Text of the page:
How can we plan for a good urban sound environment, focusing on road traffic noise?
Paper i proceeding, 2020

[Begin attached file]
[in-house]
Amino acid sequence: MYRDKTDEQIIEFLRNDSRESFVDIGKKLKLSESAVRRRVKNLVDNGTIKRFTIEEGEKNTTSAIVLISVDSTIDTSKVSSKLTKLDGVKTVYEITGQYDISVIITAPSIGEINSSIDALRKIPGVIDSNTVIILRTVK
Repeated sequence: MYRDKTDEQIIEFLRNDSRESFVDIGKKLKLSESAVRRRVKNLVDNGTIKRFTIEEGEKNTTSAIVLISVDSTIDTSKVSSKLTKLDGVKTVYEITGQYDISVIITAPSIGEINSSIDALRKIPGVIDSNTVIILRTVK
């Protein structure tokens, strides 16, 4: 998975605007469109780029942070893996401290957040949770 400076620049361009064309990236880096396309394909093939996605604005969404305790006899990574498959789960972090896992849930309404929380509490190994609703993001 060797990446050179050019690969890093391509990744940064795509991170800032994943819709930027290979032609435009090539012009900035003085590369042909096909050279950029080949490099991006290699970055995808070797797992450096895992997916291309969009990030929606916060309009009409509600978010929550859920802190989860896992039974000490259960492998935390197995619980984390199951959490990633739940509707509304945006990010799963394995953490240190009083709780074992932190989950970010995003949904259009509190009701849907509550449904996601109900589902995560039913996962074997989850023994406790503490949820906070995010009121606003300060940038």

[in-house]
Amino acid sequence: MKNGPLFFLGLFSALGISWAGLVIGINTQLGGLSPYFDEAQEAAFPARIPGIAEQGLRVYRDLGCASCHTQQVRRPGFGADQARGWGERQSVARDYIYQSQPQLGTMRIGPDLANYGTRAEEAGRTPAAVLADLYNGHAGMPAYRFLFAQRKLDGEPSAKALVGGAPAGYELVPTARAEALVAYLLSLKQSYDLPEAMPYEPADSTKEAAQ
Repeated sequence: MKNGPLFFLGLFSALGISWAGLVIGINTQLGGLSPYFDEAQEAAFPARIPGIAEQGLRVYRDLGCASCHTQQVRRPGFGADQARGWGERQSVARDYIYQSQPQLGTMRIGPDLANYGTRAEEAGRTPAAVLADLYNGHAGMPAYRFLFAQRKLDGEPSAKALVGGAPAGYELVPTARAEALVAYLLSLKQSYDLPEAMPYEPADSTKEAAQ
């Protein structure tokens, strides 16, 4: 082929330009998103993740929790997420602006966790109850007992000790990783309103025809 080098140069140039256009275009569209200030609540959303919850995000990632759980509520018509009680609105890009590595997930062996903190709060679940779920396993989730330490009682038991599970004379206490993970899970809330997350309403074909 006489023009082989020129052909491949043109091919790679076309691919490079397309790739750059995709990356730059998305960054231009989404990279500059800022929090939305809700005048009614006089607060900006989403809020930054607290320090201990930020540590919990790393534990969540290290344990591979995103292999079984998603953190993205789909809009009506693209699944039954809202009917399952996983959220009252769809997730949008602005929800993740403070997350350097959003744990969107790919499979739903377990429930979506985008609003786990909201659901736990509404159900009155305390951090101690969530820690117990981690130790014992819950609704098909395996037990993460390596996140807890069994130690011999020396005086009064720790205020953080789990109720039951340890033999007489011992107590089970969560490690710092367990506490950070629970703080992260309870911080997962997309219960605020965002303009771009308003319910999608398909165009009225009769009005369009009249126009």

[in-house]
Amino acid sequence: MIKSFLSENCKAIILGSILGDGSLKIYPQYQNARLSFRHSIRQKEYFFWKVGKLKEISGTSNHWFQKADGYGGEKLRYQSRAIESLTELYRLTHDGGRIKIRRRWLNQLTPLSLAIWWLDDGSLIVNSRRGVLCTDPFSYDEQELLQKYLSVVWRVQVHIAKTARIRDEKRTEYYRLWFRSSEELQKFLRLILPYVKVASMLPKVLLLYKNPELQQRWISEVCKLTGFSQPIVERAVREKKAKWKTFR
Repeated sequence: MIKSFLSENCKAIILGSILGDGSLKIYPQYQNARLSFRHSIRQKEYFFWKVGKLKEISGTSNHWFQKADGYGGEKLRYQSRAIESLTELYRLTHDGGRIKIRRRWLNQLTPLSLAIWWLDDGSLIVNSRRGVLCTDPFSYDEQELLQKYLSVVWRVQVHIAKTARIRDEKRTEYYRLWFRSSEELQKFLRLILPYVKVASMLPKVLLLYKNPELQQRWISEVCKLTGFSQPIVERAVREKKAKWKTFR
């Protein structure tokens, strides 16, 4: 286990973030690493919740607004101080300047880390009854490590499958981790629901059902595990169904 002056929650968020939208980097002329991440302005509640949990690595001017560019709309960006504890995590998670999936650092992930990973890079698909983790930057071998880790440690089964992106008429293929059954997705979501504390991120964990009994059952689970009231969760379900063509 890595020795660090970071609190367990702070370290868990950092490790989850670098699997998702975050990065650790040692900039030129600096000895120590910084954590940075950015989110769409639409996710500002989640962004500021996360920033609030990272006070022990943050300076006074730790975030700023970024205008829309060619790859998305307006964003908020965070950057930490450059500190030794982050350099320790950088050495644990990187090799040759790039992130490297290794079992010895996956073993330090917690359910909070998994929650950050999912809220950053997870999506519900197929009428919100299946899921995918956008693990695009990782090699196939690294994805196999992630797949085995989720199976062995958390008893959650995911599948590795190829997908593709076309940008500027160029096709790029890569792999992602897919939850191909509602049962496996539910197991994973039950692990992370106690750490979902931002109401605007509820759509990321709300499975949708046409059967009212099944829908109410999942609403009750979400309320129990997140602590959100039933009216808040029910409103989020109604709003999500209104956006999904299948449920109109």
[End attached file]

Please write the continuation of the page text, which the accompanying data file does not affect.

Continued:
The sound environments in our cities are affected by unwanted sounds, i.e. noise, to an extent that is largely undesired, affecting health and wellbeing. The World Health Organization (WHO) has estimated the burden of disease from traffic-related noise within the western part of Europe and concluded that we each year lose at least one million disability-adjusted life years (DALYs) and that only air pollution has a larger disease burden among environmental factors. The burden of environmental noise is mainly sleep disturbance and annoyance. And the dominant source is road traffic. Methods. This paper describes the mechanisms behind road traffic noise and how we can use them in an urban sound planning perspective to improve the sound environment, as an integral part of sustainable cities and communities. The results are based on calculations and measurements made in previous and ongoing projects. Results. Treatments at source consider tyre, road, engine (whether electric or combustion), driving speed and acceleration, and further vehicle restrictions. Methods for reduction of noise during propagation and more general urban planning aspects include low-height barriers and ground treatments; acoustically absorbing facades and roofs of buildings, e.g. including vegetation; and building morphology and quiet side. Quantitative reductions, in decibels, as well as qualitative aspects are presented. Conclusions. The described possible improvements to the urban sound environment, with focus on road traffic noise as the dominant impairing factor, inform us about how a good urban sound environment can be reachable. However, to reach a good sound environment in reality, the work process of applied urban sound planning demands work across disciplines, also at early-stage planning, instead of traditional noise control applied late in the planning process.